Triple-phase bone scintigraphy (TPBS) has been used to diagnose osteomyelitis (Schauwecker 1992) and periprosthetic infection (Rubello et al. 1995; Stumpe et al. 2004; Reinartz et al. 2005; Nagoya et al. 2008). When isotope uptake is increased in all three phases, periprosthetic infection can be differentiated from aseptic mechanical loosening with 80% accuracy for the hip and 81% accuracy for the knee (Stumpe et al. 2004; Nagoya et al. 2008; Reinartz 2009). The articulating cement spacer (Fehring et al. 2000; Biring et al. 2009) recently used during the waiting period is considered equivalent to a loose prosthetic component, once the postoperative acute phase is past. Therefore, it was expected that the TPBS would be useful in the diagnosis of infection around the articulating cement spacer. We have used the TPBS for this purpose since 2005. The aim of this retrospective study was to evaluate the TPBS as a useful diagnostic test for the detection of residual infection around the articulating cement spacer.
From January 2005 to December 2009, the TPBS followed by histopathological examination was performed 30 times in consecutive 15 patients who were treated for chronic deep periprosthetic infection at our institution. There were 4 men and 11 women, with a mean age at first operation 68 years (range 47-85). Infections occurred after primary total hip arthroplasty (THA) in 10 patients and after primary total knee arthroplasty (TKA) in 5 patients. Methicillin-resistant Staphylococcus aureus was detected in 5 patients, Methicillin-resistant Staphylococcus epidermidis in 2, Staphylococcus aureus in 3, Methicillin-resistant Staphylococcus capitis in 1, Staphylococcus capitis in 1, and undetected in 3. Three patients with undetected microorganism were diagnosed with periprosthetic infection by clinical symptoms and histological examinations of surgical specimens. Two patients with TKA had a sinus tract communicating with the loose prosthesis. In the other patient with THA, purulent fluid was repeatedly aspirated but no organism grew on culture. All patients had pain in the affected joint with elevation of serum CRP and synovial white blood cell count. Histopathological examination including frozen and permanent sections were positive (more than five polymorphonuclear leukocytes per high-power field (Tsaras et al. 2012)) in all patients.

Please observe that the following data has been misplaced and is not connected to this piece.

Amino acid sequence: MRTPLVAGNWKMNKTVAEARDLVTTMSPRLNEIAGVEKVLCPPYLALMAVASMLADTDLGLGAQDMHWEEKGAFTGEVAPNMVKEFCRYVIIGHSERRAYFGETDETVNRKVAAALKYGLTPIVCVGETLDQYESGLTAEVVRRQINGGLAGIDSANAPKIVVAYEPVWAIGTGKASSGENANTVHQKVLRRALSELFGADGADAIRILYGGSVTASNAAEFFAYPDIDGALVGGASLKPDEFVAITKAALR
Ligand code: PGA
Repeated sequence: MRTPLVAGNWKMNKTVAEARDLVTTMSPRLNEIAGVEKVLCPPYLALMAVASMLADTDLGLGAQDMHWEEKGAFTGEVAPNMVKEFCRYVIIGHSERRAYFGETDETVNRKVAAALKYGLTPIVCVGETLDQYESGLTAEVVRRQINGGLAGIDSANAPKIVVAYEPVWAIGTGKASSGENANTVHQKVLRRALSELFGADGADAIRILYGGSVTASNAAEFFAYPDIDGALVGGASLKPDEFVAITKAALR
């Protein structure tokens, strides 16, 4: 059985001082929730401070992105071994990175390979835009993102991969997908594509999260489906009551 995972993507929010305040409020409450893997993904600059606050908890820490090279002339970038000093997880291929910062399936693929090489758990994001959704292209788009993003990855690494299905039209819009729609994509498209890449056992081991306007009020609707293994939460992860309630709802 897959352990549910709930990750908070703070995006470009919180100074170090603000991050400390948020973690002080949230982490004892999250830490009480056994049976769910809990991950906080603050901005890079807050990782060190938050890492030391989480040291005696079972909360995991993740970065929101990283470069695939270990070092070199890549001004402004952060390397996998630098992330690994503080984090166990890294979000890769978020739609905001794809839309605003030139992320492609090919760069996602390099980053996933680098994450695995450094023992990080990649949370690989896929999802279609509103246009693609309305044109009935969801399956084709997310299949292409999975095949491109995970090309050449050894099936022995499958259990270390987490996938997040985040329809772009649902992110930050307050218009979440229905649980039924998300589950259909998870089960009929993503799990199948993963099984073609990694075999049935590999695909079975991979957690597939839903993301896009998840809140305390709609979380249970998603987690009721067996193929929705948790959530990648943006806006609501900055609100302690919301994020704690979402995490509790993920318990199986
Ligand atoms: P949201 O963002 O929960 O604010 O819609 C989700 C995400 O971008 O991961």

First surgical procedure consisted of implant removal, irrigation, and meticulous debridement. At the end of the first procedure, articulating antibiotic-impregnated cement spacer was placed in all patients. After the first procedure, all patients were treated with intravenous antibiotics at least 6 weeks. The second-stage revision arthroplasty was considered when there were no signs of recurrent infections after cessation of antibiotic therapy. According to Greidanus et al. (Greidanus et al. 2007), ESR<22.5 mm/hr and CRP<1.35 mg/dl were considered negative for infection. In addition to these laboratory tests and joint aspirations, the TPBS was routinely evaluated before any surgical procedures including debridement, cement spacer exchange, and second-stage revision arthroplasty. The final decision to perform the second-stage revision arthroplasty was based on the results of frozen section in addition to intraoperative gross findings. A frozen section was considered positive for infection if there were more than five polymorphonuclear leukocytes per high-power field in at least five separate microscopic fields (Tsaras et al. 2012). If the results of intraoperative frozen section were positive or purulent fluid was observed during surgery, thorough debridement and cement spacer exchange were repeated. Paraffin-embedded permanent sections were prepared following every surgery. A permanent section was considered positive for infection if there were more than five polymorphonuclear leukocytes per high-power field in at least five separate microscopic fields. The average number of surgical procedures required until the second-stage revision arthroplasty was 2.4 times (1-4 times) and the average treatment period was 4.8 months (3-13 months). Patients were advised to use wheelchair during the intervals between the first procedure and the revision arthroplasty. The mean follow-up after the revision arthroplasty was 3.2 years (range 2-7 years). To be judged infection-free at follow-up, a patient had to be free of clinical signs for infection (fever, local pain, redness, warmth, sinus tract infection) and have a normal CRP level and no radiological sign of osteolysis (Fink et al. 2009).